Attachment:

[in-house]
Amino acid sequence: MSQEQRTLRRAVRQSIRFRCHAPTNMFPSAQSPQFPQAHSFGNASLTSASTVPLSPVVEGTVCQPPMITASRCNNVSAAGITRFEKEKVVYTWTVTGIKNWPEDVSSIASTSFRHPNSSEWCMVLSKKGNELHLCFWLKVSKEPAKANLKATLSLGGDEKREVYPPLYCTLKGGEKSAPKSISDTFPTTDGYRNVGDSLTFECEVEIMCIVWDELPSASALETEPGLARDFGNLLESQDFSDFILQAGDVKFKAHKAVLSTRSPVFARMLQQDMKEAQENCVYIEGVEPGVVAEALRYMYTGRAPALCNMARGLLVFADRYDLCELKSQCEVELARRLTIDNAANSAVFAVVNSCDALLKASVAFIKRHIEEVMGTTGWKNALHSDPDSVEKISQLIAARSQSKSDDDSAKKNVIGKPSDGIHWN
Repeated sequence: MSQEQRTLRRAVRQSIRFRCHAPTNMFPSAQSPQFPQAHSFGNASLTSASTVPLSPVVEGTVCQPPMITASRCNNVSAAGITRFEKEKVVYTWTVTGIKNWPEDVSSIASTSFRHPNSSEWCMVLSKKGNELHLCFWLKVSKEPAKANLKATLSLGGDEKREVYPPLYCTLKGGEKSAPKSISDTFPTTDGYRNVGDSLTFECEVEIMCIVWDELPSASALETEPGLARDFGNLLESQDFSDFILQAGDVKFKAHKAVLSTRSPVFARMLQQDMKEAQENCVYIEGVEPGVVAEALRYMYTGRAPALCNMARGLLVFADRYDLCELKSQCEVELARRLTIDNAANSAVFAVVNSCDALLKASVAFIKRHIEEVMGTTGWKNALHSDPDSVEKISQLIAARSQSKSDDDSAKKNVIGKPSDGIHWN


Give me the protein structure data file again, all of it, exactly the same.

[in-house]
Amino acid sequence: MSQEQRTLRRAVRQSIRFRCHAPTNMFPSAQSPQFPQAHSFGNASLTSASTVPLSPVVEGTVCQPPMITASRCNNVSAAGITRFEKEKVVYTWTVTGIKNWPEDVSSIASTSFRHPNSSEWCMVLSKKGNELHLCFWLKVSKEPAKANLKATLSLGGDEKREVYPPLYCTLKGGEKSAPKSISDTFPTTDGYRNVGDSLTFECEVEIMCIVWDELPSASALETEPGLARDFGNLLESQDFSDFILQAGDVKFKAHKAVLSTRSPVFARMLQQDMKEAQENCVYIEGVEPGVVAEALRYMYTGRAPALCNMARGLLVFADRYDLCELKSQCEVELARRLTIDNAANSAVFAVVNSCDALLKASVAFIKRHIEEVMGTTGWKNALHSDPDSVEKISQLIAARSQSKSDDDSAKKNVIGKPSDGIHWN
Repeated sequence: MSQEQRTLRRAVRQSIRFRCHAPTNMFPSAQSPQFPQAHSFGNASLTSASTVPLSPVVEGTVCQPPMITASRCNNVSAAGITRFEKEKVVYTWTVTGIKNWPEDVSSIASTSFRHPNSSEWCMVLSKKGNELHLCFWLKVSKEPAKANLKATLSLGGDEKREVYPPLYCTLKGGEKSAPKSISDTFPTTDGYRNVGDSLTFECEVEIMCIVWDELPSASALETEPGLARDFGNLLESQDFSDFILQAGDVKFKAHKAVLSTRSPVFARMLQQDMKEAQENCVYIEGVEPGVVAEALRYMYTGRAPALCNMARGLLVFADRYDLCELKSQCEVELARRLTIDNAANSAVFAVVNSCDALLKASVAFIKRHIEEVMGTTGWKNALHSDPDSVEKISQLIAARSQSKSDDDSAKKNVIGKPSDGIHWN